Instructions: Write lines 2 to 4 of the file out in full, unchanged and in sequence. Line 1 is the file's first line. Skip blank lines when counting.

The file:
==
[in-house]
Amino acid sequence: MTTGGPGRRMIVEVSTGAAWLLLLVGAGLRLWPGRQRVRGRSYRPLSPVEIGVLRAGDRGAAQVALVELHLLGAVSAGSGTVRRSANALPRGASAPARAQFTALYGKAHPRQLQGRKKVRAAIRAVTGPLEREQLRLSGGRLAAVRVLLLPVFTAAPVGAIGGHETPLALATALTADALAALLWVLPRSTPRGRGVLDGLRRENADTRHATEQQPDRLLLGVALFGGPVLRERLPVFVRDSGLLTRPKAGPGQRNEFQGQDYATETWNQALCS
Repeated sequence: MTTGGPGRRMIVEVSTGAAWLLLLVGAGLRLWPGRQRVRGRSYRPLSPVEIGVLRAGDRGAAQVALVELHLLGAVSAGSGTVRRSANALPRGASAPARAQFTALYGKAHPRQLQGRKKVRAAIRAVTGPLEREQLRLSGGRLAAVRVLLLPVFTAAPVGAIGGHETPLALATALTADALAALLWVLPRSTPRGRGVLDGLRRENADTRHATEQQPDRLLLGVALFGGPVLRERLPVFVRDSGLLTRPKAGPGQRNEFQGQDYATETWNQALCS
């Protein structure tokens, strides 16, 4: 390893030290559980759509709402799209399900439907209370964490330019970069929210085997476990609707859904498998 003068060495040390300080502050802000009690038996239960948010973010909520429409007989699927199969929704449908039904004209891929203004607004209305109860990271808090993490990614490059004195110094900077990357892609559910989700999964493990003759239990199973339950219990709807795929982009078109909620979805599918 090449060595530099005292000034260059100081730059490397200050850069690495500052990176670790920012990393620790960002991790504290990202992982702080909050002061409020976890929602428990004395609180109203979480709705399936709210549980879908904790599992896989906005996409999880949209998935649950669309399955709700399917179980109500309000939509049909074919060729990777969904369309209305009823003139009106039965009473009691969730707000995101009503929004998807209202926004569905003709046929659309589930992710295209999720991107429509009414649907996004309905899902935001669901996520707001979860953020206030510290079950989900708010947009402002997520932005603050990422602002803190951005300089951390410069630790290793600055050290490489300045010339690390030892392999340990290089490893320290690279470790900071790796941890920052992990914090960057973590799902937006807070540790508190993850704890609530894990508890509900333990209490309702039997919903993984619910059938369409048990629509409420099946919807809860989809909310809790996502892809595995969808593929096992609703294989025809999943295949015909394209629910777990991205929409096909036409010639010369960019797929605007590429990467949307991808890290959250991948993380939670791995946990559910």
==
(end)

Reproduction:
Amino acid sequence: MTTGGPGRRMIVEVSTGAAWLLLLVGAGLRLWPGRQRVRGRSYRPLSPVEIGVLRAGDRGAAQVALVELHLLGAVSAGSGTVRRSANALPRGASAPARAQFTALYGKAHPRQLQGRKKVRAAIRAVTGPLEREQLRLSGGRLAAVRVLLLPVFTAAPVGAIGGHETPLALATALTADALAALLWVLPRSTPRGRGVLDGLRRENADTRHATEQQPDRLLLGVALFGGPVLRERLPVFVRDSGLLTRPKAGPGQRNEFQGQDYATETWNQALCS
Repeated sequence: MTTGGPGRRMIVEVSTGAAWLLLLVGAGLRLWPGRQRVRGRSYRPLSPVEIGVLRAGDRGAAQVALVELHLLGAVSAGSGTVRRSANALPRGASAPARAQFTALYGKAHPRQLQGRKKVRAAIRAVTGPLEREQLRLSGGRLAAVRVLLLPVFTAAPVGAIGGHETPLALATALTADALAALLWVLPRSTPRGRGVLDGLRRENADTRHATEQQPDRLLLGVALFGGPVLRERLPVFVRDSGLLTRPKAGPGQRNEFQGQDYATETWNQALCS
């Protein structure tokens, strides 16, 4: 390893030290559980759509709402799209399900439907209370964490330019970069929210085997476990609707859904498998 003068060495040390300080502050802000009690038996239960948010973010909520429409007989699927199969929704449908039904004209891929203004607004209305109860990271808090993490990614490059004195110094900077990357892609559910989700999964493990003759239990199973339950219990709807795929982009078109909620979805599918 090449060595530099005292000034260059100081730059490397200050850069690495500052990176670790920012990393620790960002991790504290990202992982702080909050002061409020976890929602428990004395609180109203979480709705399936709210549980879908904790599992896989906005996409999880949209998935649950669309399955709700399917179980109500309000939509049909074919060729990777969904369309209305009823003139009106039965009473009691969730707000995101009503929004998807209202926004569905003709046929659309589930992710295209999720991107429509009414649907996004309905899902935001669901996520707001979860953020206030510290079950989900708010947009402002997520932005603050990422602002803190951005300089951390410069630790290793600055050290490489300045010339690390030892392999340990290089490893320290690279470790900071790796941890920052992990914090960057973590799902937006807070540790508190993850704890609530894990508890509900333990209490309702039997919903993984619910059938369409048990629509409420099946919807809860989809909310809790996502892809595995969808593929096992609703294989025809999943295949015909394209629910777990991205929409096909036409010639010369960019797929605007590429990467949307991808890290959250991948993380939670791995946990559910």